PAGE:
it has been too long since i have devoted a sunday, writing you.
i have every letter you have ever posted my way. your handwriting, a nod to the past when penmanship was perfected, as if words could last forever.
i remember the nurse telling me how you would slowly form each letter,
the very curve and flow, meditation becoming words, to lull their way into the chambers of my heart.
perhaps today i will kneel before the large old chest
and return to your arduous offerings,
each letter folded like old withered hands in prayer.
prayers stacked like paper wings filling the chest,
all their fluttering ivory edges unlimbered to take flight.
hands that if opened will reach into me with an urgency i can hardly bare,
just a chance meeting.
i was youth incarnate.
drinking in life with pure passion, an open generous heart.
the white love of someone who had not yet truly suffered.
you were a life well lived, looking back.
i saw you first.
a cold shadow of grief flooded my heart.
i sat beside you as our ship moved through an endless blue horizon and took us
i turned wholly towards you, simply listened
with a willingness
that unleashed your soul.
we were on the Queen Elizabeth II
1985 world cruise.
journey of a lifetime,
unabashed, discovering the world.
a monument of grief
honoring your wife of fifty years.
an anniversary present, gone suddenly wrong.
you offered her the world.
only weeks to departure,
all her bright gowns slipped from their hangers,
to lie like frost beneath your staunch dark suits, standing at attention.
with her very last breath,
she unraveled the last gold thread of mystery.
unleashed her soul,
and flew with a gasp out of your life.
your suits could barely be extracted from their post of fidelity in the dark closet.
so you placed the gowns in the shape of your lover lengthwise
on the dormant bed to lure them out.
your hand caught in a torrent of beads and for one reciprocal moment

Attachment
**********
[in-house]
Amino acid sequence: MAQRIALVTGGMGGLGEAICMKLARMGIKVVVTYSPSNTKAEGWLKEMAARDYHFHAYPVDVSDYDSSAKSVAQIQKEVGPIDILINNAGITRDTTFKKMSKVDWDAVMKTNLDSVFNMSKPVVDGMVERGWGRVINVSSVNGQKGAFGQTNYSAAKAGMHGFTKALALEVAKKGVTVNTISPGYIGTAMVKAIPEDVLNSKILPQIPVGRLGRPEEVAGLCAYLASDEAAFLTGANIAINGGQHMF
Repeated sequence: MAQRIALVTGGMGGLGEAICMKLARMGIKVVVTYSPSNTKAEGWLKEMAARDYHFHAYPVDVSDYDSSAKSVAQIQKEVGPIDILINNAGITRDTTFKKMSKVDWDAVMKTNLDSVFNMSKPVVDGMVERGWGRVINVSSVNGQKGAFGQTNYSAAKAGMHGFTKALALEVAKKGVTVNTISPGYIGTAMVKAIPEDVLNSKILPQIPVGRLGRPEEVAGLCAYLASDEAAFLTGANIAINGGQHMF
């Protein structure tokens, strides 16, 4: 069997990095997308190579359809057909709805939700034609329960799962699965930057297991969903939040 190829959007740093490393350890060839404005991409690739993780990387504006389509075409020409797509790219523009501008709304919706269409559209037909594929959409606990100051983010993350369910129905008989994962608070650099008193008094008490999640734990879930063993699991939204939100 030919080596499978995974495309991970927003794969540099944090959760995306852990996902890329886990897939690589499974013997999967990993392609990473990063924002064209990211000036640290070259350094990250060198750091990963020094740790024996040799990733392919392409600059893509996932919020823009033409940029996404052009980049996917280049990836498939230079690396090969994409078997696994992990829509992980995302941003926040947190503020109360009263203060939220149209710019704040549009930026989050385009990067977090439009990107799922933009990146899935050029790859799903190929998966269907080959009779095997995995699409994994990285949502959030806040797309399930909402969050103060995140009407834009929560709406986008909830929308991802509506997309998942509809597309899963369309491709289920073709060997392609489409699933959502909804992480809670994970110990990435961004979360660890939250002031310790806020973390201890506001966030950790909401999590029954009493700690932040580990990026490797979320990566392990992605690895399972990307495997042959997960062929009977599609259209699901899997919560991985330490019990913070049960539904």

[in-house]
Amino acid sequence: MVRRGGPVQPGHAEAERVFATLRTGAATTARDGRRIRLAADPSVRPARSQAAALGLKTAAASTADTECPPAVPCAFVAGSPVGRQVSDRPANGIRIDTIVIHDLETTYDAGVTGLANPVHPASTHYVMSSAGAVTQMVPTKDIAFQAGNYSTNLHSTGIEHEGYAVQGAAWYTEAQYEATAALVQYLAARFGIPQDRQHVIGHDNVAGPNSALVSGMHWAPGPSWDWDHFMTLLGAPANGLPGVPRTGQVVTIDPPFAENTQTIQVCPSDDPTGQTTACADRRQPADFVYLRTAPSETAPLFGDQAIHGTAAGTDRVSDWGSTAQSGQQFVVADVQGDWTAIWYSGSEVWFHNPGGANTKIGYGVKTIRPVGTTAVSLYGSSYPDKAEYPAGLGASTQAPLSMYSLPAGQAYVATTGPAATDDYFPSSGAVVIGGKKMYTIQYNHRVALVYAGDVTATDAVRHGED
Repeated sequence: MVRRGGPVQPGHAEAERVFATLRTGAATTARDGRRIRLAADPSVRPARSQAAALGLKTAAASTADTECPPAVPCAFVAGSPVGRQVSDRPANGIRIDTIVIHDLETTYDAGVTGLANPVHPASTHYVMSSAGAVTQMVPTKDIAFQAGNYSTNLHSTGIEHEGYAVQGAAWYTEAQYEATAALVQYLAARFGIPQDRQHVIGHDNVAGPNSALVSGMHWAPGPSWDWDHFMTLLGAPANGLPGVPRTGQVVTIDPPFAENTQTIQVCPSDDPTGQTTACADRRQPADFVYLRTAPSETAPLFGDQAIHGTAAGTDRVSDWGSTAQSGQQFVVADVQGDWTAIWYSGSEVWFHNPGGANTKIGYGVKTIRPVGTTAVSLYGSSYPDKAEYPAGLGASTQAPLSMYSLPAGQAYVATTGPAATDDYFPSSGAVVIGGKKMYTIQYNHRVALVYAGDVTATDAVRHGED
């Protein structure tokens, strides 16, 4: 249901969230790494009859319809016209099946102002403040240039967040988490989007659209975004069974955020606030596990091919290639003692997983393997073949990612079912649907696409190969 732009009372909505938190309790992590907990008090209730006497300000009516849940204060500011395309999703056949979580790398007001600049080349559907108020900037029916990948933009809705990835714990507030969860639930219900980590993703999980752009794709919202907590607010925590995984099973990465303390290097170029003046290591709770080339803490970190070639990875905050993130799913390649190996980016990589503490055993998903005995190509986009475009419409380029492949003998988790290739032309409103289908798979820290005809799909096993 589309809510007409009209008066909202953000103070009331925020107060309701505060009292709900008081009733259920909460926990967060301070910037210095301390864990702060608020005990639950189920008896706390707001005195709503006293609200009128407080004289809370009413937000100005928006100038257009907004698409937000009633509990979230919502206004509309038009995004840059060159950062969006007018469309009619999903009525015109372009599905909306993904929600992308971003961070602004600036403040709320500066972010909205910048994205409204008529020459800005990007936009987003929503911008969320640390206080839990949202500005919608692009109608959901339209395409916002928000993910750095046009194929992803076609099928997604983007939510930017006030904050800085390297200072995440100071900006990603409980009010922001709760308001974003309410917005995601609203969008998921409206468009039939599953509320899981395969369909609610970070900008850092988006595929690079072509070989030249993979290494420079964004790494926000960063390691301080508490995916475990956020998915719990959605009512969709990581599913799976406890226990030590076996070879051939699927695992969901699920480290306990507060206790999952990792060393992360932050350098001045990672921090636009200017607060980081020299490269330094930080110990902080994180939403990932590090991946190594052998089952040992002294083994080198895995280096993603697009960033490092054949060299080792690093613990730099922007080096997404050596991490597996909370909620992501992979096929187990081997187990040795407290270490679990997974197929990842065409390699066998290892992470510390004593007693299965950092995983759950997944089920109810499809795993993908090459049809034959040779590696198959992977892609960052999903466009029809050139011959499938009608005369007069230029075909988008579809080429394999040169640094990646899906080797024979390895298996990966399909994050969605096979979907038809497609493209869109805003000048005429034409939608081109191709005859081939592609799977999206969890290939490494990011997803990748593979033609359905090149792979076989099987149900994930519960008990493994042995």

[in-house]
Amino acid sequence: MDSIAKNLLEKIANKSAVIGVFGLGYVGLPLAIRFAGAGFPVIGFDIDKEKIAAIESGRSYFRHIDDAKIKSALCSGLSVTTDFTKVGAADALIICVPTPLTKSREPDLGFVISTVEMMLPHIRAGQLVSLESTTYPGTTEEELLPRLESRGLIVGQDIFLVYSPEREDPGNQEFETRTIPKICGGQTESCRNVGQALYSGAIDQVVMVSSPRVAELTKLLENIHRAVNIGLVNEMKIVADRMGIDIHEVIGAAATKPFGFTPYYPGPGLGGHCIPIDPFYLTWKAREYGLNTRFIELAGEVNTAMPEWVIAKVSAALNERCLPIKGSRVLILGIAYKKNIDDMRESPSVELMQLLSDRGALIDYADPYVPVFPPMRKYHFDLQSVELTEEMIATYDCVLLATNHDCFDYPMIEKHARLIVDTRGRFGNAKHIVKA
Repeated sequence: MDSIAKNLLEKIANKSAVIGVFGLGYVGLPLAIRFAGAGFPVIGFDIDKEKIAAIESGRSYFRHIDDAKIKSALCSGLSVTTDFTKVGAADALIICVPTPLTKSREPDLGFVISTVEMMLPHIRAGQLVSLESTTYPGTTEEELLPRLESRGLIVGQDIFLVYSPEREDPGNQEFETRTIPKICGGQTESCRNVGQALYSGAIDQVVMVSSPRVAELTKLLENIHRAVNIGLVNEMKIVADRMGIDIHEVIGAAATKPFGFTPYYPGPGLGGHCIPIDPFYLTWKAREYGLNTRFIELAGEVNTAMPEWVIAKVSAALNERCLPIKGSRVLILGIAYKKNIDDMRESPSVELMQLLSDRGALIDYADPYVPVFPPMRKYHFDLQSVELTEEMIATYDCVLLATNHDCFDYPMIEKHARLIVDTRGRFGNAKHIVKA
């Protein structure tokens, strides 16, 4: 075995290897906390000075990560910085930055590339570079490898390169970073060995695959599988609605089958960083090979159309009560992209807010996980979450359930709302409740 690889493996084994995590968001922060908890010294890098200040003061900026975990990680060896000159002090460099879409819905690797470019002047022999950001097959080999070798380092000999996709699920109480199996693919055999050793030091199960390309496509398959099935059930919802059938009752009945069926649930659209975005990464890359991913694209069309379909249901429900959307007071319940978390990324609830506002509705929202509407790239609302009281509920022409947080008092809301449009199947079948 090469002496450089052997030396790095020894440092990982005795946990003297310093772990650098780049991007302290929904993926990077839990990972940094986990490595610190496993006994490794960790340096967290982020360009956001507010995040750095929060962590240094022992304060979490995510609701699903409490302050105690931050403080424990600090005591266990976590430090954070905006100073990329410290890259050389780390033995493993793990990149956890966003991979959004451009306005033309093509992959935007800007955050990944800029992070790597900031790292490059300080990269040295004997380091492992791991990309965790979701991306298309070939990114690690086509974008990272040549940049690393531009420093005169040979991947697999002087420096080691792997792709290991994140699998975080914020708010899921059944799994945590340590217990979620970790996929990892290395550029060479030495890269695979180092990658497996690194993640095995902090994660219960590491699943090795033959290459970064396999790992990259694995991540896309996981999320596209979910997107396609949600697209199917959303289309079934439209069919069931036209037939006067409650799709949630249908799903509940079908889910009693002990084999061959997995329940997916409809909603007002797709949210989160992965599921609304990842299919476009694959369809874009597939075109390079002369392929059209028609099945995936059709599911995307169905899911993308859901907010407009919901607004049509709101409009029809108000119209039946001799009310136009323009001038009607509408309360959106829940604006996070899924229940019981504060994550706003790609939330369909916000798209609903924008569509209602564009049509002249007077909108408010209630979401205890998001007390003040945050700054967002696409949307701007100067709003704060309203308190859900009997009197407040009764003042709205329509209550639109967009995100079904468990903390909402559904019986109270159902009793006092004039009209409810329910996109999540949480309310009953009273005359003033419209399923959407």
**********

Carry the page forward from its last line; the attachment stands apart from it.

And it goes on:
her scent touched you.
why not fold her nightgown between your dark suits? why not ask her `
which ties to take and how many socks?
for almost a lifetime she had been your answer.
so you boarded this enormous ship,
this gift of the world to the love of your life.
nothing left to do but stand at silent attention on the bow of a ship, watch for the
quickening edge of each continent as it slipped into view and learn the art of living
the porter could barely lift your trunk of deafening sorrow.
isn't this how all moments begin?
even the smallest, most common repetitions, like feet touching the floor of morning.
the simple act of beginning a day is rarely a forecast of what can inevitably
change you forever.
this day you knew one thing.
you would leave the house, this hollow rattle of silence.
you would close the door
leaving only finger prints, that would remain untouched until your return.
the driver would skirt you across the miles that lay from connecticut to new york.
every turn in the road superimposed with memories of your wife, so persuasive
she was already becoming pieces of the sky.
loss carved you into a spectator.
a holder of memories.
only your will moved you up the gangplank in the sweeping wave of happiness, all those
couples in line before you, after you.
the ship photographers strategically placed to capture a compelling bon voyage
they worked the crowd,
for these postcards of happiness.
you stood at full attention,
tomorrow your photo would be the easiest to spot.
your small forlorn hand
(the one that would have held hers)
shielding your eyes to the present,
allowing you to peer off into the distance
searching, always searching for something precious that was lost.
the black formal letters E L I Z A B E T H stenciled on the lifebelt
untangling your heart.
she was all and
and a day.